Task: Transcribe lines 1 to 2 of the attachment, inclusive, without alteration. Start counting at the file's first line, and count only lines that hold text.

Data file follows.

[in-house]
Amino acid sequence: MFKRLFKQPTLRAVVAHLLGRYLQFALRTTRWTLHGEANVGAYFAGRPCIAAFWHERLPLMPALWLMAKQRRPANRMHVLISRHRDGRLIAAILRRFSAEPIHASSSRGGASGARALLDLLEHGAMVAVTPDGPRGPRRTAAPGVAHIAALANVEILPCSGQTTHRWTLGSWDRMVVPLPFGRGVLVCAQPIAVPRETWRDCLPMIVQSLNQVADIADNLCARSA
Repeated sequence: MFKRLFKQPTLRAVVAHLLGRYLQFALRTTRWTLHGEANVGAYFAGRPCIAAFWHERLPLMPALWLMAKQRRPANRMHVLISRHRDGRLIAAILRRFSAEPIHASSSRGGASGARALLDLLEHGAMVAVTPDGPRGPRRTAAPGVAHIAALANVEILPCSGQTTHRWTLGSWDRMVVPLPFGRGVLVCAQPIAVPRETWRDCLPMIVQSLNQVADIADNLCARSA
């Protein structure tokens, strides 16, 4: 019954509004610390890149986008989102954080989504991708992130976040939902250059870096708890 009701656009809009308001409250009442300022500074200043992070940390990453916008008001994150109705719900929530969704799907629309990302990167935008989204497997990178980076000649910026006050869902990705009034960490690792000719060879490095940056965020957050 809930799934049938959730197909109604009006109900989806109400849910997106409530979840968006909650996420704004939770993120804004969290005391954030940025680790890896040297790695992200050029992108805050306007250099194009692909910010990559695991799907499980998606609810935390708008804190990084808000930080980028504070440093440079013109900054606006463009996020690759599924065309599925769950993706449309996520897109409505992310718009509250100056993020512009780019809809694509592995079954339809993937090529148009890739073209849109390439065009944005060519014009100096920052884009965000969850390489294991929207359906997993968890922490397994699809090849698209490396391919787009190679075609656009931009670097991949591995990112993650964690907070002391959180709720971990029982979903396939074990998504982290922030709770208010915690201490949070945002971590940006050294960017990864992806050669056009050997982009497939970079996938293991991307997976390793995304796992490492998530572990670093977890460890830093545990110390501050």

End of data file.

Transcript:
[in-house]
Amino acid sequence: MFKRLFKQPTLRAVVAHLLGRYLQFALRTTRWTLHGEANVGAYFAGRPCIAAFWHERLPLMPALWLMAKQRRPANRMHVLISRHRDGRLIAAILRRFSAEPIHASSSRGGASGARALLDLLEHGAMVAVTPDGPRGPRRTAAPGVAHIAALANVEILPCSGQTTHRWTLGSWDRMVVPLPFGRGVLVCAQPIAVPRETWRDCLPMIVQSLNQVADIADNLCARSA